Tag Archives: Inflammatory markers

Who suffers most from the health effects of long-term work stress?

As populations across the developed world grow older, Governments are keen to find ways to enable workers to stay active and fit for longer. We know work-related stress can lead to long-term health problems: but which types of employment histories are particularly harmful, and how do the effects play out over time? A new study by Morten Wahrendorf, Tarani Chandola and colleagues points to a need for early intervention with disadvantaged groups of workers.

Most studies on occupational stress focus on a particular point in time. But what if the effects of troubled working lives build up over many years, in terms of adverse employment trajectories over an extended time period? Some workers suffer repeated periods of unemployment throughout their working lives, for instance. We wanted to know how different types of work histories might be linked to health problems in later life.

We were able to examine these questions using data from the French CONSTANCES cohort study, which allowed us to combine information on participants’ employment histories from age 25-45 with health-related information.

Can stressful working lives lead to health issues over a long period? To address this question, we looked at a sub-sample of just over 90,000 people of the CONSTANCES study who had been in work between the ages of 25 and 45, and who had not had to leave work or take a break due to ill health during that period.

The information we had included the numbers of temporary jobs participants held and the number of job changes they had; how many times they were unemployed and how long they spent out of work. We could also see what sort of job they had and whether or not they gained promotion – this enabled us to identify if they suffered from job instability or other types of cumulative disadvantage.

Wear and tear

Participants in the study were also asked to fill in health questionnaires as well as undertaking medical examinations and giving blood samples. This enabled us to calculate their ‘allostatic load’ (AL) – a biological measure of the wear and tear on the body (i.e. the damage to the body) which accumulates as an individual is exposed to chronic stress throughout working life. And that is associated with long-term conditions such as heart disease, type-2 diabetes and depression.

In this study we were able to include measures on a total of 10 items to measure allostatic load, including blood pressure, lung function, waist-to-hip ratio, cholesterol levels, kidney function, fasting blood sugar and the immune and inflammatory system.

Men and women were considered separately and we were able to look at whether participants were in a stable relationship as well as their level of education.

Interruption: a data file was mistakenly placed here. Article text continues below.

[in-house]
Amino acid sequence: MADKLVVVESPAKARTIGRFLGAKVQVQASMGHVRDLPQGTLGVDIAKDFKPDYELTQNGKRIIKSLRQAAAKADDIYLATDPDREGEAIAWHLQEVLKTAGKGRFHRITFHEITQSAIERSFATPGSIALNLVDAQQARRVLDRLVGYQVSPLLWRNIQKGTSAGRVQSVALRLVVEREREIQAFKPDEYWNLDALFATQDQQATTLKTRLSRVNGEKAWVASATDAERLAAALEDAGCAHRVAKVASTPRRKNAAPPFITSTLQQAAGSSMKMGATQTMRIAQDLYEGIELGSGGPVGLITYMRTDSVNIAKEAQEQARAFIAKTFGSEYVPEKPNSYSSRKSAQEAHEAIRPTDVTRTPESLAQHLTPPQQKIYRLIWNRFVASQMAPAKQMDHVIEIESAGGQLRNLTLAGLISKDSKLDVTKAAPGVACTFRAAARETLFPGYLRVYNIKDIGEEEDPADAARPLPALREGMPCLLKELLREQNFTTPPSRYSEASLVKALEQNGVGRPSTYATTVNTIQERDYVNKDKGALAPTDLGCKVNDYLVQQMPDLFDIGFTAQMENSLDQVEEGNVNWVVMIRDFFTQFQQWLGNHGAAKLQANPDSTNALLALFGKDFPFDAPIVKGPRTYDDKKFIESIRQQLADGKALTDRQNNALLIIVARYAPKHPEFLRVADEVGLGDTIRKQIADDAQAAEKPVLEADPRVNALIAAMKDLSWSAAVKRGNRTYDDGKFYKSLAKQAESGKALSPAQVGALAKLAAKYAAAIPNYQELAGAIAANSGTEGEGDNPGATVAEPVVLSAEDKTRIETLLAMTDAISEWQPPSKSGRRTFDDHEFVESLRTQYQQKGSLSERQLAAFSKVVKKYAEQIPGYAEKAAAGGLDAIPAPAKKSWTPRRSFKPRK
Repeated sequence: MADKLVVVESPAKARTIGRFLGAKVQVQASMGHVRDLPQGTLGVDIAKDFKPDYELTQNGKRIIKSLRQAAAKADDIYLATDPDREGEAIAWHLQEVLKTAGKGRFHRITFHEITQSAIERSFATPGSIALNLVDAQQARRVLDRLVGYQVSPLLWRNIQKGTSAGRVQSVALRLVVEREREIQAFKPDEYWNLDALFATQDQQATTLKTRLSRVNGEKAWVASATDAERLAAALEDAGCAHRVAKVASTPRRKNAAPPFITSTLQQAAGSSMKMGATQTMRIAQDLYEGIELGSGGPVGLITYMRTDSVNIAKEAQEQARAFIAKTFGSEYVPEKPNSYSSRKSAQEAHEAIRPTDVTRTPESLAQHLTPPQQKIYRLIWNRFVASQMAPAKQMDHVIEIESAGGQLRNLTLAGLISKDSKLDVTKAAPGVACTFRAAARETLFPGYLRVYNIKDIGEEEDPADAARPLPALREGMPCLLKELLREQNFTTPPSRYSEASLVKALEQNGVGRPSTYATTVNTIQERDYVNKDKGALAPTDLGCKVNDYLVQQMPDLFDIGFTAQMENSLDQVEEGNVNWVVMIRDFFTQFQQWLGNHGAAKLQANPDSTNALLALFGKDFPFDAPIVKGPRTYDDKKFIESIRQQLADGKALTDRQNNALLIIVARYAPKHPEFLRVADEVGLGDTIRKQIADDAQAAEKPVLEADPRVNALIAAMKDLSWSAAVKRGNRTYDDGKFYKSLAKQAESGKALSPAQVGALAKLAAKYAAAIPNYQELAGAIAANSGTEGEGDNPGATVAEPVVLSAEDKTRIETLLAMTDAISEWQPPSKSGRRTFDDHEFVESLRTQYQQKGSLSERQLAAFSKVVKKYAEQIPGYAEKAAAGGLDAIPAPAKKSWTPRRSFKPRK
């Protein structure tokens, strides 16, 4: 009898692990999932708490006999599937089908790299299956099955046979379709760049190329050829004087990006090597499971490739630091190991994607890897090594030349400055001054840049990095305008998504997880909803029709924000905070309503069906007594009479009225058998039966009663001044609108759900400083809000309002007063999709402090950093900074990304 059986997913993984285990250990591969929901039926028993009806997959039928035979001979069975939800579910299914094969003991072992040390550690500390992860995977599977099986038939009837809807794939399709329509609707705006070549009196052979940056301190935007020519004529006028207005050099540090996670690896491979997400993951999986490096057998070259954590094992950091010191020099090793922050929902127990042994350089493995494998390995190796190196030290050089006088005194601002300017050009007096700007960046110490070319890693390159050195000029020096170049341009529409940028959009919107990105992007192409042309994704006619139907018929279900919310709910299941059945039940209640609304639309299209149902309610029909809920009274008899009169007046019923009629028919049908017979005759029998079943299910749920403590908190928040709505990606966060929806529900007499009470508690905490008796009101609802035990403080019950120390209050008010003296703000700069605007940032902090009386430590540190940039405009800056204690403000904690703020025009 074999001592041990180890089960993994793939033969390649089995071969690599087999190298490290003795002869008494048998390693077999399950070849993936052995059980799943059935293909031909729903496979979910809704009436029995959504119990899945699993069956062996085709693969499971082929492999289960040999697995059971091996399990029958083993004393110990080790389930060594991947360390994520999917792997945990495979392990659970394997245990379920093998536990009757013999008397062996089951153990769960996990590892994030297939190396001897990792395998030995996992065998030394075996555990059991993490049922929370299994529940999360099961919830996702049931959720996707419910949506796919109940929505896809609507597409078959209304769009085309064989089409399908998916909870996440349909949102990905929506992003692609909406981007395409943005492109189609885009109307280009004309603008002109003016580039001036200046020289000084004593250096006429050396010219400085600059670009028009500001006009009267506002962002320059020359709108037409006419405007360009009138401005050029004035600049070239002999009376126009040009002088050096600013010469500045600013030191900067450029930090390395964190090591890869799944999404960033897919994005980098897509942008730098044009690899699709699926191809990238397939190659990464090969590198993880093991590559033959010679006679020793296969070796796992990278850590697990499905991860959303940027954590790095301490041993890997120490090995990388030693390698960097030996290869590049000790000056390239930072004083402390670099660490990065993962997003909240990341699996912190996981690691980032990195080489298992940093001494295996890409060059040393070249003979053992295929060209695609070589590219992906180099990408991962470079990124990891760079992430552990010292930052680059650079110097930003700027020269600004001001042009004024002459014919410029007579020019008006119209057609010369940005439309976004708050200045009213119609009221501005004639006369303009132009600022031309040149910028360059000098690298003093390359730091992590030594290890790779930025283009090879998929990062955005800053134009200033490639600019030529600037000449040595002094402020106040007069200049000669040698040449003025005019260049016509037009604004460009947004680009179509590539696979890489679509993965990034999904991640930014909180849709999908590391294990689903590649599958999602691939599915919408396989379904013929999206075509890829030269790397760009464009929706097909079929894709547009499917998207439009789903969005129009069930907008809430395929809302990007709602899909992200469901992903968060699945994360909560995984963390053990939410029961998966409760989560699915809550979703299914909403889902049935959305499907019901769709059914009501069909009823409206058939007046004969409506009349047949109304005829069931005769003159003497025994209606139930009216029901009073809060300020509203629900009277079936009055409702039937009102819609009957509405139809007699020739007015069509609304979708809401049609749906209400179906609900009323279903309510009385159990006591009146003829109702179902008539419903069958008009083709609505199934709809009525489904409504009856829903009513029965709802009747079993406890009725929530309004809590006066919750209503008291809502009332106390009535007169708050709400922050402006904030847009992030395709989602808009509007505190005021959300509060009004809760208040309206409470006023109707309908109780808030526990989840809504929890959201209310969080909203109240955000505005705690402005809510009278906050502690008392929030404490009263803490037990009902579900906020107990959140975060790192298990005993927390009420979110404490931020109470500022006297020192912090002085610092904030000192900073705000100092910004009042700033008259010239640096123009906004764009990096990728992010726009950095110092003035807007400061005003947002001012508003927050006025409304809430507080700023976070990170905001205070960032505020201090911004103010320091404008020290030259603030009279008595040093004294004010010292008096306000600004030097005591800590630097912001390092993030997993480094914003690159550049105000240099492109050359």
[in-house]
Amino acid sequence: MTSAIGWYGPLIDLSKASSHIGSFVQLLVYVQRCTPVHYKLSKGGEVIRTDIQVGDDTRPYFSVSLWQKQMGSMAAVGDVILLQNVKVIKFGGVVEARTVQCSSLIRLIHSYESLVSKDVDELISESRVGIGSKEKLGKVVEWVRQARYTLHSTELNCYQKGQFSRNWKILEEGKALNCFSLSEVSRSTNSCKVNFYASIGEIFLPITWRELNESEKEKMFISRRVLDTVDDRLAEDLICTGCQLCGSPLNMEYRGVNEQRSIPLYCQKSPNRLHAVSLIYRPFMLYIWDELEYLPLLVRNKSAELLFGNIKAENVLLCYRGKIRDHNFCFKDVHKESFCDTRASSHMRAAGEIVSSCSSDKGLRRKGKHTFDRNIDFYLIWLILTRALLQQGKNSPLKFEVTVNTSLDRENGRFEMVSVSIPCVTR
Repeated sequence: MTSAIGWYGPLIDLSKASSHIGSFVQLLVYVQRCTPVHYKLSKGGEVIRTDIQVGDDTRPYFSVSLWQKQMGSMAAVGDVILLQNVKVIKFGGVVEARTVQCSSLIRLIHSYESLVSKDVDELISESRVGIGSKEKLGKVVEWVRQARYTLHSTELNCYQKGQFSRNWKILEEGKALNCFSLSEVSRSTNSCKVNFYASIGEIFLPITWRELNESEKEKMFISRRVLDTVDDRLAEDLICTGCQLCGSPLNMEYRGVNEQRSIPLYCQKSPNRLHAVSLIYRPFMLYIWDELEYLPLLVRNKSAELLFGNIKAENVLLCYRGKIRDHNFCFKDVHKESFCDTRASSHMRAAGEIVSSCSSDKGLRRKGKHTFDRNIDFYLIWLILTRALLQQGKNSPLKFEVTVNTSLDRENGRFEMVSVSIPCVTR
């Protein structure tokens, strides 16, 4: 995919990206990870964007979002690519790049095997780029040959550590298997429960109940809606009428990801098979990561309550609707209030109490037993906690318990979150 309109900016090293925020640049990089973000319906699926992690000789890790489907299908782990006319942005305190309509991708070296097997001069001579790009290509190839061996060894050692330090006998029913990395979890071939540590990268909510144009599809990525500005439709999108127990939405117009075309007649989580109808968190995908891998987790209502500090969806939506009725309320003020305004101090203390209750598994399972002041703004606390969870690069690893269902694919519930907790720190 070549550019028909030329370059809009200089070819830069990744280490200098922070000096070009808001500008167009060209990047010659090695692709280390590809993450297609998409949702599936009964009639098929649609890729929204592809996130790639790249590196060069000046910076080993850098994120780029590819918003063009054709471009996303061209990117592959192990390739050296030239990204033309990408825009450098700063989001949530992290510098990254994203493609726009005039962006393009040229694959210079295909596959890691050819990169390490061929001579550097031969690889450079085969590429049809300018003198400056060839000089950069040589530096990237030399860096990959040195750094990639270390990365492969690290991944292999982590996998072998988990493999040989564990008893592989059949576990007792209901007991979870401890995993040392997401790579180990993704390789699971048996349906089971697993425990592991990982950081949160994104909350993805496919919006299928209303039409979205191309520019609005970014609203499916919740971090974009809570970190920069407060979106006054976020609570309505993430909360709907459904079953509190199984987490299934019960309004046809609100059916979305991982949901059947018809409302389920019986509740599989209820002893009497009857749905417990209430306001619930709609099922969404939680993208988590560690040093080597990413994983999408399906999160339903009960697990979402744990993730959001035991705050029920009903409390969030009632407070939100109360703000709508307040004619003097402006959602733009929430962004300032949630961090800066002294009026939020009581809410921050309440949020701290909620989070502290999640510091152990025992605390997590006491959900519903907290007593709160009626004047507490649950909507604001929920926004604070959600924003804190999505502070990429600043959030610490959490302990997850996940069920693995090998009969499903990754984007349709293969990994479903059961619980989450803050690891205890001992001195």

Our key findings were as follows:

– Both men and women who suffered disadvantage at work had a higher allostatic load: it was possible to measure physical health effects linked to work stress. Women who had skilled or semi-skilled jobs had a higher load than managers or professionals. Both men and women suffered if they had been out of the labour market for six years or more.

  Men who were rejected for promotion had slightly higher scores, as did women who had a high number of temporary jobs.

  • Frequent job moves were not associated with ill-effects on health: these might be made for positive reasons such as promotion.
  • The effects remained even after we controlled for other career characteristics. They were the same for all the different health indicators we looked at, bar one: kidney function.
  • The impact on health was particularly high for those who had continuously been in low-skilled, high-stress types of work, with repeated or lengthy periods of unemployment.

Adversity

Our study suggests that people who suffer adversity in their working lives over an extended period are more likely to suffer long-term health conditions in later life. It underlines the importance of those links between chronic work stress and disease. 

The potential benefits of promoting healthy work conditions, particularly among more disadvantaged groups and at early stages of their working lives, are clear from this study. The potential benefits will support both employees, in helping them to stay healthy for longer, and employers, who could cut rates of sickness and retirement through ill-health.

Adverse employment histories and allostatic load: associations over the working life is by Morten Wahrendorf , Tarani Chandola , Marcel Goldberg, Marie Zins, Hanno Hoven and Johannes Siegrist, and is published in the Journal of Epidemiology and Community Health.

Work and family – how it affects our health

How our working and family lives affect our health as we get older is of increasing interest to us all. Researchers at the ESRC International Centre for Lifecourse Studies have used the 1958 Cohort Study to look at levels of inflammation (indicators of being at risk of illnesses such as heart disease) and and how people combine their work and family lives to see if any patterns emerge that could tell us more.

In this episode of the ICLS Podcast, Dr Rebecca Lacey explains the background and context of the research and what the team has found.

You can also listen to a policy seminar talk about the research.

Can unemployment kill?

At the height of the recent recession around 2.7 million people were unemployed, and youth unemployment accounted for nearly 40 per cent of that total. Given growing evidence that unemployment is linked to long term illness and increased mortality, we can expect health implications for those affected. In a week when unemployment rose for the first time in over a year, Amanda Hughes presents new evidence from the ESRC International Centre for Lifecourse Studies on the links between unemployment and killer diseases such as heart disease.